The University of California workers’ strike is expected to grow even larger on Tuesday. Two groups will join striking hospital workers, which include nurse aides, lab technicians, and custodians, in solidarity this week.
More than 20,000 members of the University of California’s largest employee union left work on Monday. Workers at all 10 of University of California campuses and five medical centers are taking part in the three-day strike. The strike will only intensify on Tuesday and Wednesday as the University Professional and Technical Employees and California Nurses Association strike in sympathy with the workers. Put together, those are 29,000 members in support of the hospital strike in addition to workers already on strike.
The University of California has been at a bargaining impasse with its largest union, the American Federation of State, County and Municipal Employees Local 3299, since last year. The university wouldn’t meet the union’s demands, which include annual pay raises of 6 percent, full pension benefits at the retirement age of 60, and no change in health care premiums, according to the Los Angeles Times. The union also wants the university not to contract out work its members are trained for. The university offered a 3 percent raise and to raise the retirement age for some workers.
Workers are also concerned about the results of a union study on pay disparities and diversity that showed Latinx workers earned starting wages 21 percent lower than white workers. Black workers’ wages were 20 percent lower than white workers. The study, published in April, found that patterns of racial and gender hierarchy were consistent across all campuses.
University of California radiation therapist Reuben Gomez told CBS Los Angeles that most of the hospital workers have two jobs.
“They go to work here, a lot of them go to a second job, just to make it, to survive on the wages they make here,” he told the news outlet.
The university petitioned the state Public Employment Relations Board to put restrictions on which workers could strike, and the board partially granted their request to keep some difficult to replace workers in hospitals, according to the San Diego Union-Tribune.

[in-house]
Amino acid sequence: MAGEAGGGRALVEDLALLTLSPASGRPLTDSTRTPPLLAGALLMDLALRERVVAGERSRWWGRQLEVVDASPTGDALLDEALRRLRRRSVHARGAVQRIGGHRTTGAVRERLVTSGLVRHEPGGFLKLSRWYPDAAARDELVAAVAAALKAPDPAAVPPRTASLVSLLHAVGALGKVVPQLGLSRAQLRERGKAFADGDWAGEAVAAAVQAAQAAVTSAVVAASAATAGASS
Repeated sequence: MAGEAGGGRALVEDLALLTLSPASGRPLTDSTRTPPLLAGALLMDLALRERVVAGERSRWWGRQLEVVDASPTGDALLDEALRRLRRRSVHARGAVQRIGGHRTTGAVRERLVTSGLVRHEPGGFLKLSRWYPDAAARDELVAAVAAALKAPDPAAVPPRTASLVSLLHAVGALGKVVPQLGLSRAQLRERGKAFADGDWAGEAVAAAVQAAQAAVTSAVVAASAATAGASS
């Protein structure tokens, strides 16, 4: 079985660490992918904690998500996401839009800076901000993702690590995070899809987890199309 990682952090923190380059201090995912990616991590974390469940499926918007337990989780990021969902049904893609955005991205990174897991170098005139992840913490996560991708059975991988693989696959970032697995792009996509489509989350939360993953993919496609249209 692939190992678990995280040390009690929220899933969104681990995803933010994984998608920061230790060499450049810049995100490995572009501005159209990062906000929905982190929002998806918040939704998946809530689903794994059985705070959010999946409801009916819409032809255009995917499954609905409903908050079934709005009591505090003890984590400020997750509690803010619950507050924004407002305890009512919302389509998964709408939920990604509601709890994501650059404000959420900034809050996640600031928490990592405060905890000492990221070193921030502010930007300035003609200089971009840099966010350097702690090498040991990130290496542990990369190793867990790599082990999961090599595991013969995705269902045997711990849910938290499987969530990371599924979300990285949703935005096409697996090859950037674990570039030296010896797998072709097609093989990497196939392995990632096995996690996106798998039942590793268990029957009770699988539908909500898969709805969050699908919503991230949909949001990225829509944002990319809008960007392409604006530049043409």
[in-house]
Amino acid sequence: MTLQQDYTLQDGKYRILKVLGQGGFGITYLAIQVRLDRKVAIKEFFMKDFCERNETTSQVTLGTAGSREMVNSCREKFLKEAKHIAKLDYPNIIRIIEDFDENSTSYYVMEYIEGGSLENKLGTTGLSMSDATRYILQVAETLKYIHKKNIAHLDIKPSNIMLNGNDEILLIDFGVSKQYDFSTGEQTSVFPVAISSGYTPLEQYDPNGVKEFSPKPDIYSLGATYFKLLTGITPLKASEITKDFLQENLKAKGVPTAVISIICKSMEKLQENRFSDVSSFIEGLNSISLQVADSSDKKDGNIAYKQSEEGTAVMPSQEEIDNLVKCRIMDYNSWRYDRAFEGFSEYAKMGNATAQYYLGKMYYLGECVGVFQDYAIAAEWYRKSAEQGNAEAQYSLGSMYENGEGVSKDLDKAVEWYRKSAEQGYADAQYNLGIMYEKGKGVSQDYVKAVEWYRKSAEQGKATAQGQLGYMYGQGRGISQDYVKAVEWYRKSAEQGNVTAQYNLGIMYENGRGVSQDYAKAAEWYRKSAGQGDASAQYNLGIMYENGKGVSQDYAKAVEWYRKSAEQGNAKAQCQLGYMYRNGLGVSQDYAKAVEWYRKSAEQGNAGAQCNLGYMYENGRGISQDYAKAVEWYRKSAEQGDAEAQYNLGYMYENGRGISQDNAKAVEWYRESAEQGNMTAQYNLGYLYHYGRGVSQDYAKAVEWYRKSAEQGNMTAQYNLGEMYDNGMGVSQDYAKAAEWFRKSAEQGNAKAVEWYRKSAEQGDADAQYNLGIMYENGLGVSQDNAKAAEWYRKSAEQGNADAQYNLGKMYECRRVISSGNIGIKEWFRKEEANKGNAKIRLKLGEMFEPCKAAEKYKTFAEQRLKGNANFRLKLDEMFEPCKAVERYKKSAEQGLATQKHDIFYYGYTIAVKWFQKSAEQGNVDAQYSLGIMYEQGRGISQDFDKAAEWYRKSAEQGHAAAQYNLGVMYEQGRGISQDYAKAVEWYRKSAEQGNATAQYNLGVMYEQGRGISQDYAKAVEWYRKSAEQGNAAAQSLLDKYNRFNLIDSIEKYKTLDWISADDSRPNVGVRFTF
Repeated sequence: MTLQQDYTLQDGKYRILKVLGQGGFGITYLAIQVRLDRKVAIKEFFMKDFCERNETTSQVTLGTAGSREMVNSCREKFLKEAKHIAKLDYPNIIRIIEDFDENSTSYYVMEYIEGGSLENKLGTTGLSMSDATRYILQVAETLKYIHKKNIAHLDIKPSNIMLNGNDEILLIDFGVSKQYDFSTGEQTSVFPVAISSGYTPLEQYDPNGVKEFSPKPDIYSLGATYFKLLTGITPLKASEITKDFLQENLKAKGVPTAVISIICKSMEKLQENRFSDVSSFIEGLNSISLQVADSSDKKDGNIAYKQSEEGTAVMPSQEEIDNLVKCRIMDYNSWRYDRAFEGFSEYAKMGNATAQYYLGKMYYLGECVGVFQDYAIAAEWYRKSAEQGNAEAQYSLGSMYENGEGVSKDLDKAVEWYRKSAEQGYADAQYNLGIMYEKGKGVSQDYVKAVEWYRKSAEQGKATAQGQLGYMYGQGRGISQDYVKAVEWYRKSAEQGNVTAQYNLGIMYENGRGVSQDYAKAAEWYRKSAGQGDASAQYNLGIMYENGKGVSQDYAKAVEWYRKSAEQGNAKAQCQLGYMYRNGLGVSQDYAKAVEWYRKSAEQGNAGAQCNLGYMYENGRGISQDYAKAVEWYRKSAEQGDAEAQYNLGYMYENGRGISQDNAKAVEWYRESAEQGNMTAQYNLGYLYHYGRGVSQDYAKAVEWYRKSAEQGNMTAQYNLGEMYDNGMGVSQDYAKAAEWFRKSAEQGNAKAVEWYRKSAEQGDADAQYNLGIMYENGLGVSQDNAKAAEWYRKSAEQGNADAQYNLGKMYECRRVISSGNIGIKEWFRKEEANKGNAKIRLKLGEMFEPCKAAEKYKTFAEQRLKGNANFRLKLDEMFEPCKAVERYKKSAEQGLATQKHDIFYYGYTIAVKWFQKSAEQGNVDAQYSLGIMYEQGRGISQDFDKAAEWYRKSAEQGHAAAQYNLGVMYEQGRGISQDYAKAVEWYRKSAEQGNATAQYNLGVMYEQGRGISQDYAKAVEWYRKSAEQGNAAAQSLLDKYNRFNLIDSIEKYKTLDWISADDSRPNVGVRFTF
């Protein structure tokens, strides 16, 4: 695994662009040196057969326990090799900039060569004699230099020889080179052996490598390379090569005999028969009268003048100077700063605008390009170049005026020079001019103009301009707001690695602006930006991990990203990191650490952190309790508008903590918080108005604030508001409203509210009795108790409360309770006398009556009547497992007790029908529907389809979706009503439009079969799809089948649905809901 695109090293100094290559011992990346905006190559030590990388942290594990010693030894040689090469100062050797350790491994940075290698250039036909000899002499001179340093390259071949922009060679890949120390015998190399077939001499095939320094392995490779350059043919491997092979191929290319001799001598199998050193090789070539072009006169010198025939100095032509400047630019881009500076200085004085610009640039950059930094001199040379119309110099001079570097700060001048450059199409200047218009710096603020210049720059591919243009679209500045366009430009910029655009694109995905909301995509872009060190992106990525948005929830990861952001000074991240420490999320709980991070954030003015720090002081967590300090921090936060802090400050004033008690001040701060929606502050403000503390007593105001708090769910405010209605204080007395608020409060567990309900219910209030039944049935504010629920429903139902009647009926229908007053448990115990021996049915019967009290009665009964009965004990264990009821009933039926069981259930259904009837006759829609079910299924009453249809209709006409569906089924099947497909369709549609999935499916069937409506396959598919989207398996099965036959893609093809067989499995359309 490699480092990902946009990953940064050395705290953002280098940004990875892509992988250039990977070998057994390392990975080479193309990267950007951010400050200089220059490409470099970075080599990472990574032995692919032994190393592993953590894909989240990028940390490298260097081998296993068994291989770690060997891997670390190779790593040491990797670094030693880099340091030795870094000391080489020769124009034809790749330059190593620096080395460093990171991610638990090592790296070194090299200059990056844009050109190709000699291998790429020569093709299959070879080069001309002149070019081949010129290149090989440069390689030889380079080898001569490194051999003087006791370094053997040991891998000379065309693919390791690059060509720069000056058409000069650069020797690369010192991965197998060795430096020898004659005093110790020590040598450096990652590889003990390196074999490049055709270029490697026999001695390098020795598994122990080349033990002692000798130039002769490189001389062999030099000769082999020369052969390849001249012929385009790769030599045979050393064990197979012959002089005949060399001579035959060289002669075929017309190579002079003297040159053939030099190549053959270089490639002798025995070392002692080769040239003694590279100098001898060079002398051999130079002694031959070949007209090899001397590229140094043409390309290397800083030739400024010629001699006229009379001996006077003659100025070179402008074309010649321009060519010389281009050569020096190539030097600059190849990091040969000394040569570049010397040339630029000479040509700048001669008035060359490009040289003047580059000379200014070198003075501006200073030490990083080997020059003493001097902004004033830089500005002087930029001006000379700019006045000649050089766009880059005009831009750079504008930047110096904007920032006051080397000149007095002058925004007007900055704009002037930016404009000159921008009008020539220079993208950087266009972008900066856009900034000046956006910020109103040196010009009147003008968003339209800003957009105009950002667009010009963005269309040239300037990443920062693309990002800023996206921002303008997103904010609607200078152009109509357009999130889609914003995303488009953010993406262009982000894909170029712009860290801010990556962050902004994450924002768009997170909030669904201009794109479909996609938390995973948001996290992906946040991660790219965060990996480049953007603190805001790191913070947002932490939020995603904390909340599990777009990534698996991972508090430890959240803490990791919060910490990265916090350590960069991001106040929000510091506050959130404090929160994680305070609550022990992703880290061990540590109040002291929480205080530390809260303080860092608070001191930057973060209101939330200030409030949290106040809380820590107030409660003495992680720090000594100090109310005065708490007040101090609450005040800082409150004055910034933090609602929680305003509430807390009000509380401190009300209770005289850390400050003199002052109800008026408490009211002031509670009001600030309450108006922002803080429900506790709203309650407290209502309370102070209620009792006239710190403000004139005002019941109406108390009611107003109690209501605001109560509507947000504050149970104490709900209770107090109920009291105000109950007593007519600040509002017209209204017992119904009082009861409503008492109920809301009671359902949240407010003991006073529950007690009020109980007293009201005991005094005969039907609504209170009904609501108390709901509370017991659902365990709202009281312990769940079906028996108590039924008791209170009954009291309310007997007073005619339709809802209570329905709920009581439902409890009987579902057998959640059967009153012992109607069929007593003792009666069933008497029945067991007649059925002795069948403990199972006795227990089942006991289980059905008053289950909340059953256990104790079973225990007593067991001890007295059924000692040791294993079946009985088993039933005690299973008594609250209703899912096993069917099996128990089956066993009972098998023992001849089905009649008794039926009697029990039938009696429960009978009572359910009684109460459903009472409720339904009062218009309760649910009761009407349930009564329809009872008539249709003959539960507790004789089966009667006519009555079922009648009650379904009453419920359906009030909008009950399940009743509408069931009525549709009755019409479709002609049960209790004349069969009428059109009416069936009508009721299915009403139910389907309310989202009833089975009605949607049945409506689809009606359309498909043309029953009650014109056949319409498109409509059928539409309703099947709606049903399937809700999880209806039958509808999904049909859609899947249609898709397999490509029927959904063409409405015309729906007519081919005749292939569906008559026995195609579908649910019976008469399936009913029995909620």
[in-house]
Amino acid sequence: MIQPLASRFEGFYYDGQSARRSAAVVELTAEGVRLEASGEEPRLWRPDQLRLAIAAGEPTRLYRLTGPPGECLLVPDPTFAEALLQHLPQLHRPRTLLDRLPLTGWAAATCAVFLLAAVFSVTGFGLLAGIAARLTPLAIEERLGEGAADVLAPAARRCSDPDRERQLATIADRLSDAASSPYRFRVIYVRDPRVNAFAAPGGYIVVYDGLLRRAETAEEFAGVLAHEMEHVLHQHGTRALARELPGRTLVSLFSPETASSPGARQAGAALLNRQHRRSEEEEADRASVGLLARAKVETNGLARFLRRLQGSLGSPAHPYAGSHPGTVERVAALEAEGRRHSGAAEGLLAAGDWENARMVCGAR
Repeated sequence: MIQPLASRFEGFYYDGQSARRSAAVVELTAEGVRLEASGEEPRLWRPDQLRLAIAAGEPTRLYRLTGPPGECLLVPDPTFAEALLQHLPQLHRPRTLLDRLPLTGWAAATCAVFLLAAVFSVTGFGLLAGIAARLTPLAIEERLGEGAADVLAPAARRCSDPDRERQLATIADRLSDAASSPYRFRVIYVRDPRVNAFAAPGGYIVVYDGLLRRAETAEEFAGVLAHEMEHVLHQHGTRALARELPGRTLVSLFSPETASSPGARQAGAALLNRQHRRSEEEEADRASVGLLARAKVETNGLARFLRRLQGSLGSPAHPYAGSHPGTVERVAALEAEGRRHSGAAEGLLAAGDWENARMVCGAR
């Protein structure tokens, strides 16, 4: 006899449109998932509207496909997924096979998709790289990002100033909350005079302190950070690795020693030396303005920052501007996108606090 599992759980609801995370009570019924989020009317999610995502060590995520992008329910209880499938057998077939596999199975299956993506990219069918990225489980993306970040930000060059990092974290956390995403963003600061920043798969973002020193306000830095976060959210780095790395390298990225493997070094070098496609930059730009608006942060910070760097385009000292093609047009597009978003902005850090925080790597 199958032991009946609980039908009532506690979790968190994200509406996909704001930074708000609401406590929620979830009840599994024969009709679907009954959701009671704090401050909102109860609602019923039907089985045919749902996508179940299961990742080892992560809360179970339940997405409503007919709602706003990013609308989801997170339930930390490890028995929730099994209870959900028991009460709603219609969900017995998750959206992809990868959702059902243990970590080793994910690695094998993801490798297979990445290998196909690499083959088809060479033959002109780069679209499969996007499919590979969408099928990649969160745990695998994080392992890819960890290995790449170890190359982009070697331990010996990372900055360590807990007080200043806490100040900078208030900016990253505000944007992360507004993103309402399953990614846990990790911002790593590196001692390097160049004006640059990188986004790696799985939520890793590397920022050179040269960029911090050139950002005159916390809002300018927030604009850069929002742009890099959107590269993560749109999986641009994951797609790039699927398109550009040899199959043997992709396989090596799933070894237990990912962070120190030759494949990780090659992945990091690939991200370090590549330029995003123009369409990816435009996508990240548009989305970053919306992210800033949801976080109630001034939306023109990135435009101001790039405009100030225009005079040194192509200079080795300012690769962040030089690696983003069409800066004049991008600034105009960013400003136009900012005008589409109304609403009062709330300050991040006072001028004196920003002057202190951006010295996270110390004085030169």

“This is just another example of UC trying to diminish the ability of workers to speak up and speak out,” John de los Angeles, spokesman for the AFSCME Local 3299 told Sacremento Business Journal.
The university said the strike hurts patients, a message similar to governors and mayors who have questioned public school teachers’ commitment to students during their strikes. In an email to the Los Angeles Times on Monday, University of California spokeswoman Claire Doan said, “Unfortunately, the only thing union leaders accomplished today is hurt the care we provide our patients and the services for our students. It will do nothing to change UC’s position on AFSCME’s unreasonable demands for excessive raises and benefits.”
The university campuses had plans in place to deal with the loss of workers, such as rescheduling some procedures, closing hospital cafeterias, and hiring contract workers to fill in during the strike. Some classes have been cancelled and student health centers and dining halls had limited hours. UC San Diego had plans for 900 replacement workers to come in during the strike.
There has been at least one altercation during the strike. On Monday, a man tried to drive through a crowd of striking UCLA workers. A protester put his hand on the hood of the man’s car but the car still accelerated. Police stopped the man from continuing to drive. Three of the striking workers were treated for minor injuries, according to CBS Los Angeles.